I cannot believe I am writing another post about my teenage drivers. If you missed the first one, please consider catching up on our plight.
Today’s story features Angela, my brilliant sophomore in college. She is majoring in Computer Engineering and Music Theory at the University of Notre Dame. She plays piano and pipe organ, has a wealth of knowledge about horses, and is insanely good at math. I thought I should say some nice things about her. Because I dearly love her. And I think the world of her. But I firmly believe that she should never be without Roadside Assistance.
Let me recap Angela’s driving history. This is not to scare off any potential suitors. Or employers (except Uber and Lyft). But this gal is developing quite the rap sheet. In her 3 long years of driving, Angela has totaled 3 cars, blown 2 tires, procured 1 speeding ticket, and hit some unsuspecting object/animal in Minnesota. That car repair required duck tape to get her home. Her closest friends have only been pulled over/ticketed when she was in the car with them. Do we see a pattern here?
Angela’s history of unfortunate events has inspired great literature and acts of service from her youngest sister.
Now, I must come to my daughter’s defense. Partially. She has driven more in 3 years than many people do in a decade. Solo trips to Minnesota, Iowa, Wisconsin, Michigan, and Indiana. One Thanksgiving she drove a car straight home from Texas. Her senior year of high school, she commuted over 50 miles daily into the city in rough driving conditions. So she has driven thousands of miles without any incidents.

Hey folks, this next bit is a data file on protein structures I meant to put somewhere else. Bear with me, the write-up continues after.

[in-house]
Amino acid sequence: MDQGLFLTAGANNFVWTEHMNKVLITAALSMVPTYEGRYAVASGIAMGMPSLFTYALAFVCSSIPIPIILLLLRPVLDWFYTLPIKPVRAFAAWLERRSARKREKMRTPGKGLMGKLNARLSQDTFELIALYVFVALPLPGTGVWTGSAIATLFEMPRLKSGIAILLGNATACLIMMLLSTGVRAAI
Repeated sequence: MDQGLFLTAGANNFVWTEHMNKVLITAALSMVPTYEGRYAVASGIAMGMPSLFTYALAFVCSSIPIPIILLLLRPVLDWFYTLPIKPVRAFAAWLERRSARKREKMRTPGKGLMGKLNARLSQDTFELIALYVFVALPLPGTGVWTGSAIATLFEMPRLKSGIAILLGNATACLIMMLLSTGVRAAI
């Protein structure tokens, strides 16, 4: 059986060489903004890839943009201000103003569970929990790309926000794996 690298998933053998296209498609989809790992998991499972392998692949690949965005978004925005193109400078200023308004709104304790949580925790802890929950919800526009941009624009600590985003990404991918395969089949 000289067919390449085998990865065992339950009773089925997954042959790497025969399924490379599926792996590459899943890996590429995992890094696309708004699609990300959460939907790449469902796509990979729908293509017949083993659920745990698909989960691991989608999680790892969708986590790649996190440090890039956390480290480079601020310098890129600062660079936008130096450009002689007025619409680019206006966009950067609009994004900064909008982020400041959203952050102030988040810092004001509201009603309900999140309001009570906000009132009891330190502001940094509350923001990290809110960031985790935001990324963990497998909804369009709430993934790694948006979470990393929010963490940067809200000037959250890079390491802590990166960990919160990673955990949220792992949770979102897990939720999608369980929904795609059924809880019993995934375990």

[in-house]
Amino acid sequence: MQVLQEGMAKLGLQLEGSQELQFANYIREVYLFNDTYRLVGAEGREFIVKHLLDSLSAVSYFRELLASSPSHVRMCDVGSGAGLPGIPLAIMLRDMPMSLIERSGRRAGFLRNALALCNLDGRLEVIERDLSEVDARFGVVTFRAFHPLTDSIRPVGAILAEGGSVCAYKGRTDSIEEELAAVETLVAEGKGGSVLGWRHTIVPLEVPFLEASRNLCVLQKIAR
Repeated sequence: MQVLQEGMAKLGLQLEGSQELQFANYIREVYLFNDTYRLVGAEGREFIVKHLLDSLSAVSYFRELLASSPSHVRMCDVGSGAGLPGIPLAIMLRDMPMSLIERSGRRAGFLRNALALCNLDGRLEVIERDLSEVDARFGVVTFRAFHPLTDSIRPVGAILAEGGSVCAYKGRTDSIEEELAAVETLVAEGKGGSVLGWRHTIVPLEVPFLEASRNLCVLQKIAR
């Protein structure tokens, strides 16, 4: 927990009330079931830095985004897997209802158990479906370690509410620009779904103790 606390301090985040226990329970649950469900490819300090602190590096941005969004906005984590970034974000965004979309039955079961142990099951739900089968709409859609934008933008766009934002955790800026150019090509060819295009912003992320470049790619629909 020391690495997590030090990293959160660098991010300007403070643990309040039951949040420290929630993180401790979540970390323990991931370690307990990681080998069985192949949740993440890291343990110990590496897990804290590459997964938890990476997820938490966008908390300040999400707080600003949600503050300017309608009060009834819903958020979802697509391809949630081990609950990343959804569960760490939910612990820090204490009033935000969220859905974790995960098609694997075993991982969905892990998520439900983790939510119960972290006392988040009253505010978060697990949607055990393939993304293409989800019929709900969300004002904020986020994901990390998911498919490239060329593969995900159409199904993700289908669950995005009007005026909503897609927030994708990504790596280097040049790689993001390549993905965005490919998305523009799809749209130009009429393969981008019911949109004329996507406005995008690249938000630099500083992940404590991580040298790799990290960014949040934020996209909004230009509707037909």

But there have been many roadside phone calls from our beloved daughter.
Last weekend, Sam and I purchased a 3rd car to replace the beloved Dan Can. This may seem like a luxury but it has become a necessity. Our high school kids attend school 40 miles apart from each other. Sam works 25 miles in another direction. Public transportation schedules rarely line up with our needs.
After much discussion, we decided to purchase a smaller, reliable, and less expensive car for the kids. As much as Sam would like a newer car to drive to work, it just doesn’t make sense given our kids driving records. So we bought a very reasonably priced 2016 Hyundai Elantra.
A couple days ago, Angela asked to drive into Wisconsin to meet up with a childhood friend who is beginning a horse training job. With her driving history in mind, I hesitatingly said yes. She arrived safely and enjoyed a lovely day. And then she began the drive home.
And something went BANG.
She reached Sam first, which is a small miracle. He works in a secure area where mobile phones are not allowed. If aliens invaded the planet, he wouldn’t know it until he came home for dinner. Miraculously, he answered a desk phone in the lab and here’s how their conversation started:
So I was driving.
And then I heard a loud bang.
And I blew a tire.”
I had left my phone at home while picking up Josephine from the train station. When I arrived back at home, Mary Frances told me to call Angela. Immediately. And to stay calm.
When Angela answered her phone, she quickly said, “Mom, it’s not my fault.”
Now, why would I think that?
She was on the side of the road, cars buzzing by at 80 mph. But she had already contacted the emergency Department of Transportation hotline. Because she’s got that play down cold. And the number pre-programmed into her phone.
A tire and a rim. That’s all it was. Sam and I had the same reaction. Relief. We can handle a blown tire. And a bent wheel. Mostly, we were thrilled to not call our insurance company.
She drove the rest of the way home on the spare, wisely staying off the highway. I wish she had arrived home with a different kind of donut. But she was safe. I am grateful for that.
As her superman from IDOT put on the spare, she took a picture and posted the following. I thought you might like it.
I’m threatening to paint the kids’ car neon orange.
Just to help our neon Jesus in the future.